A little more than a year ago, I acquired an e-friend by virtue of the pieces I had been writing on matters concerning disability. Through her, I came to know of an organisation called Arushi which has been doing yeoman service for decades, facilitating children with various manners of impairment, rendering monuments of national importance accessible for people with disabilities, etc. And this woman e-friend, a quite accomplished writer, used to wax eloquent on the theme of Arushi in particular, and Bhopal, in general. So it is that I have wanted to visit Bhopal and Arushi for a while now.
And as luck would have it, I found myself being invited to speak at a conference being organised by IISER Bhopal in mid-March. My wife, with interests in aechaeology, was waxing eloquent about Sanchi which she had visited many moons ago as a student. And my daughter also being around and relatively free, we trooped off en famille to Bhopal - after having made sure to ask my e-friend Shefali for some contacts at Arushi; and she had promptly obliged by giving me the phone numbers of Rohit and Anil.
This was a three-day conference at IISER, fixed for Friday-Sunday a few weeks ago. Although I had already told my host at IISER that I would be bunking a day of the conference so as to be able to visit Sanchi and Arushi, it turned out that the scheduling of the Conference was such that I could only take Sunday off. So I called Rohit, and asked him if I could visit Aruushi on Sunday afternoon; and he cheerfully said `any time is fine; only you won't see the children, because it is Sunday'. I explained to him that I really had no other time I could come (I was flying out of Bhopal early on Monday morning).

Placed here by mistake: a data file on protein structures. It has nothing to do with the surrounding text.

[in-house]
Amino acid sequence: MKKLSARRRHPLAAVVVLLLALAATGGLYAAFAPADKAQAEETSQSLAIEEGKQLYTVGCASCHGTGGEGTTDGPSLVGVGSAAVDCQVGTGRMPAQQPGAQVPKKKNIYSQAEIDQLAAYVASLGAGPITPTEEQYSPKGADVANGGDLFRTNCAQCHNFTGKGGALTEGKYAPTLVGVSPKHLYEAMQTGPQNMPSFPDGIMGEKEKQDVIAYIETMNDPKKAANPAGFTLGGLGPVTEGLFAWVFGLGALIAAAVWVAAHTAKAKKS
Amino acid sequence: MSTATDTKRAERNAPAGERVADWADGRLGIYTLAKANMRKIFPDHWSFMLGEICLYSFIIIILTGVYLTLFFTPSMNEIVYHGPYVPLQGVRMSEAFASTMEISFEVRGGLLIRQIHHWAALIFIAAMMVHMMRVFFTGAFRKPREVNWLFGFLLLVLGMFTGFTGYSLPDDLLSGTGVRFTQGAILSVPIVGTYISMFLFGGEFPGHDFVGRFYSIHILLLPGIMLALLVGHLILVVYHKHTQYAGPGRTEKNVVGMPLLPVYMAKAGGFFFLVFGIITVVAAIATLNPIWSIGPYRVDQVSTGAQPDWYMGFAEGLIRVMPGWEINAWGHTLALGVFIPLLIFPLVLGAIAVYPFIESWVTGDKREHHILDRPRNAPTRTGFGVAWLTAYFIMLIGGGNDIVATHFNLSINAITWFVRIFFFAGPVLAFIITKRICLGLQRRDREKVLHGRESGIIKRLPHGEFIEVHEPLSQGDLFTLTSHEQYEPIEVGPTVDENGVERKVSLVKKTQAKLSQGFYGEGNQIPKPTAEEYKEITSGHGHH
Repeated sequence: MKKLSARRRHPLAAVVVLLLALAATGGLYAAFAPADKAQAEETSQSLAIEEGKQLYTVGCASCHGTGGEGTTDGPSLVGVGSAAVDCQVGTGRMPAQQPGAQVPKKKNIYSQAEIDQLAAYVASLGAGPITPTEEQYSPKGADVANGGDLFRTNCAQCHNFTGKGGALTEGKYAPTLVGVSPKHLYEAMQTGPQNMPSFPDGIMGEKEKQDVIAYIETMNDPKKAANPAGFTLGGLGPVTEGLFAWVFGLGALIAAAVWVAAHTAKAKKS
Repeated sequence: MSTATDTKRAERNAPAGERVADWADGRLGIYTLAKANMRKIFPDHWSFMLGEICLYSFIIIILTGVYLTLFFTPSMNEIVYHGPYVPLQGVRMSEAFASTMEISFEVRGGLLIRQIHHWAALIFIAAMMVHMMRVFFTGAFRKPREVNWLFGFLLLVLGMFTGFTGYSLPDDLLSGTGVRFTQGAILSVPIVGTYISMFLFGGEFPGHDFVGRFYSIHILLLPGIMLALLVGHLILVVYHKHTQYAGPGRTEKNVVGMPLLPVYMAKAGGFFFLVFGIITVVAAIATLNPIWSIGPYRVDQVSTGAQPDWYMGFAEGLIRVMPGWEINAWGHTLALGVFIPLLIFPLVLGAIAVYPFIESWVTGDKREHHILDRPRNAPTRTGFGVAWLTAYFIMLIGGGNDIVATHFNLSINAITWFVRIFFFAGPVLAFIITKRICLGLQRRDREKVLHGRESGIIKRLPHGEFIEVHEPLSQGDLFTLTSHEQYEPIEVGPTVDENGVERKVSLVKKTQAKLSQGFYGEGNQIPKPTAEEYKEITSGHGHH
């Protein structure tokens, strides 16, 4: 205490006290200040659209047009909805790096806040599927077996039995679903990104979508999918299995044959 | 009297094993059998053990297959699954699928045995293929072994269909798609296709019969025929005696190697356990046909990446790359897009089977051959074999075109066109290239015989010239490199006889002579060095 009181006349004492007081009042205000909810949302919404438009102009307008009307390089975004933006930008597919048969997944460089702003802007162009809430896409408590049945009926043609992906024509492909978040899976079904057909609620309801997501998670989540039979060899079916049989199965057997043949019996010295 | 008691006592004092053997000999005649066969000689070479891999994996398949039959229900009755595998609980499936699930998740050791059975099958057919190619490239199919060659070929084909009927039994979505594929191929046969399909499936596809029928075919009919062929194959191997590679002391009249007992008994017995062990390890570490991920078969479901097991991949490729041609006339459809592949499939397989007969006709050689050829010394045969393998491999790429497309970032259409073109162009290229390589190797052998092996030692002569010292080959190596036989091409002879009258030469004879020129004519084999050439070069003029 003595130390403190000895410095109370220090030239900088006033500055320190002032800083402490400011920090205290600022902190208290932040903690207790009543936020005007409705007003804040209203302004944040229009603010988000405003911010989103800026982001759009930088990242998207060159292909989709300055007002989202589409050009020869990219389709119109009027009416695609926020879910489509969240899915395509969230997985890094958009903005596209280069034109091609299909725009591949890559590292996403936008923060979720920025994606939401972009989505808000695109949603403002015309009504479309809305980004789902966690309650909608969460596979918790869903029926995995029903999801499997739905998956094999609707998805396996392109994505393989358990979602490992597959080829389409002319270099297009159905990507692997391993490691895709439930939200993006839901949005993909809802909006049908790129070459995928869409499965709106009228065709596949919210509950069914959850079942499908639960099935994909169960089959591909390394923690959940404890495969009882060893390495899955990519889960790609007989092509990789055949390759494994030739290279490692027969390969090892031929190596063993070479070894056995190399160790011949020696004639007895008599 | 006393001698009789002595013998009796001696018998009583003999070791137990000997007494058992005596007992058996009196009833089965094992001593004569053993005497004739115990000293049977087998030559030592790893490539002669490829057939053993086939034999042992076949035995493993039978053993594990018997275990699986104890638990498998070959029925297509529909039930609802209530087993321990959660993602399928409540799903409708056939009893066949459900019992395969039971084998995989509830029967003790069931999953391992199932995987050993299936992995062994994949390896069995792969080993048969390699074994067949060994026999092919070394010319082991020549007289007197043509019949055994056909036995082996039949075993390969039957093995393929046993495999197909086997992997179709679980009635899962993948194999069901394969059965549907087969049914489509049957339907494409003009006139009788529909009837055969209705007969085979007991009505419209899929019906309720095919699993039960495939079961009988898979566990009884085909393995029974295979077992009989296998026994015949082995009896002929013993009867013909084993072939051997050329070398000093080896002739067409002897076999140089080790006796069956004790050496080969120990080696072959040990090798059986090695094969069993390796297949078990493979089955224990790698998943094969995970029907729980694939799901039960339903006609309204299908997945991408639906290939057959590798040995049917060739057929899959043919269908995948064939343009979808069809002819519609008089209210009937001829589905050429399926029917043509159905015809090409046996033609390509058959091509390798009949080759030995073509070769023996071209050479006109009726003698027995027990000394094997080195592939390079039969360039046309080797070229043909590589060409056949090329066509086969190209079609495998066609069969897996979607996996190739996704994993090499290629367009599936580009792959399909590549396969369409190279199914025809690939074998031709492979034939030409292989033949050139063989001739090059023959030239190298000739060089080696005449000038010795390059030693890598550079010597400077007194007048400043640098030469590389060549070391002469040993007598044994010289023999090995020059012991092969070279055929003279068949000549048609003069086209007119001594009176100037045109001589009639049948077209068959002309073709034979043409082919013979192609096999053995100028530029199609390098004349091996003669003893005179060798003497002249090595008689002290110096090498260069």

We left for Sanchi early on Sunday morning, and one of the first things I noticed on entering there on my wheelchair was the strip of tactile tiles throughout the area and I proudly told my family this could only be the handiwork of Arushi - which it was, indeed! After a very calming few hours at Sanchi, we returned to Bhopal for lunch before heading for Arushi. I had told Rohit I'd be there by 2,30 and we were unfortunately some 10 or 15 minutes late. When I called Anil to apologise (as I couldn't get throughto Rohit's phone), he said they were waiting for me. The wonderful experience I had for the next few hours was possible only because of the obviously great regard and affection that my hosts had for Shefali, a long-time volunteer at Arushi. Tomorrow happens to be her birthday, and I wish to put together assorted photographs that my daughter clicked on my phone camera, and say: Thanks, and I hope this aid to nostalgia would start off a wonderful birthday, Shefali.
|The board says it all|
|Lush greenery inside the premises|
|Lots of welcoming ramps|
|Bright happy colours|
|Plenty of natural light and air|
|Anil making Rohit autograph a memento for me|